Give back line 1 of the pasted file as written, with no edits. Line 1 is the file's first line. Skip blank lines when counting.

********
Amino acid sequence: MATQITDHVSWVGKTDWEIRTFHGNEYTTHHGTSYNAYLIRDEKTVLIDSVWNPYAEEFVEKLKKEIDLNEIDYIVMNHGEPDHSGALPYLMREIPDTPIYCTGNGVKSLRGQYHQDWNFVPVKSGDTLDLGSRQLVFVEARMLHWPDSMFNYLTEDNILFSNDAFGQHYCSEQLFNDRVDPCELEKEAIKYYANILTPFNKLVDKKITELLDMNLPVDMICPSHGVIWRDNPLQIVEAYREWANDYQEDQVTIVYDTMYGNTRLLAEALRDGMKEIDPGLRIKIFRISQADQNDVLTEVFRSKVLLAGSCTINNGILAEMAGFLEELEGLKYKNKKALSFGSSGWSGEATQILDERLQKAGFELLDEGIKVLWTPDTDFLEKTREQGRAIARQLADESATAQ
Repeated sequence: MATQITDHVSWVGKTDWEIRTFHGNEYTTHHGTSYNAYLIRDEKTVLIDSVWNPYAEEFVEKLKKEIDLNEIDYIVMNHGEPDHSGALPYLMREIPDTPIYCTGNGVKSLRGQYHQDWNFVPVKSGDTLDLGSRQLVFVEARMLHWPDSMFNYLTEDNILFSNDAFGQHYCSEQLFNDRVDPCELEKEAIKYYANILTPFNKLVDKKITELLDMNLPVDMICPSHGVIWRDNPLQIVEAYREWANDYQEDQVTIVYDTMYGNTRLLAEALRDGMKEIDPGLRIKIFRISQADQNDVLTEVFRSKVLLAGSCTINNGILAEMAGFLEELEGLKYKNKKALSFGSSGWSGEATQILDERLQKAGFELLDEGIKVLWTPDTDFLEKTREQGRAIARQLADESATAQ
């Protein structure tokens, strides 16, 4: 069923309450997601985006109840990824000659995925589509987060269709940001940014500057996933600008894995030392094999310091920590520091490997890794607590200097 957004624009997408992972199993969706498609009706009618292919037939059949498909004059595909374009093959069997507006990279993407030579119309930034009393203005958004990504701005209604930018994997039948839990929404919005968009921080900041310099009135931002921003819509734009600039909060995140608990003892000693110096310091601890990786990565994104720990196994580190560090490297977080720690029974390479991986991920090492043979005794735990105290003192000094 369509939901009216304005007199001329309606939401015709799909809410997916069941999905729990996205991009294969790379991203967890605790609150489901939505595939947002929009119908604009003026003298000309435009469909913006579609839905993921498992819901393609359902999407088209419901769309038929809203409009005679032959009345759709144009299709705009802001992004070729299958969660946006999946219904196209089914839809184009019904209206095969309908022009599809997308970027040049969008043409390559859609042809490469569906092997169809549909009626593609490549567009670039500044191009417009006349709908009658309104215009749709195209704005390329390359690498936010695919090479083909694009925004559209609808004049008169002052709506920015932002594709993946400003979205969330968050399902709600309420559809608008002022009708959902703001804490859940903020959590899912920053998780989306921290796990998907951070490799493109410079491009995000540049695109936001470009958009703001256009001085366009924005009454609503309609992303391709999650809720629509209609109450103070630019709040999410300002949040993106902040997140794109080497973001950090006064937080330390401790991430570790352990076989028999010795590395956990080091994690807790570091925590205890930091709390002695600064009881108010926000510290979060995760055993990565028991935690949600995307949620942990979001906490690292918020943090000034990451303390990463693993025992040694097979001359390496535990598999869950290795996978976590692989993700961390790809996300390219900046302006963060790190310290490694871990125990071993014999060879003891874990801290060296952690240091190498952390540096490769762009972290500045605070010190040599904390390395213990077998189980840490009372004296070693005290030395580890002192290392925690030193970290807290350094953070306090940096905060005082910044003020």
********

Amino acid sequence: MATQITDHVSWVGKTDWEIRTFHGNEYTTHHGTSYNAYLIRDEKTVLIDSVWNPYAEEFVEKLKKEIDLNEIDYIVMNHGEPDHSGALPYLMREIPDTPIYCTGNGVKSLRGQYHQDWNFVPVKSGDTLDLGSRQLVFVEARMLHWPDSMFNYLTEDNILFSNDAFGQHYCSEQLFNDRVDPCELEKEAIKYYANILTPFNKLVDKKITELLDMNLPVDMICPSHGVIWRDNPLQIVEAYREWANDYQEDQVTIVYDTMYGNTRLLAEALRDGMKEIDPGLRIKIFRISQADQNDVLTEVFRSKVLLAGSCTINNGILAEMAGFLEELEGLKYKNKKALSFGSSGWSGEATQILDERLQKAGFELLDEGIKVLWTPDTDFLEKTREQGRAIARQLADESATAQ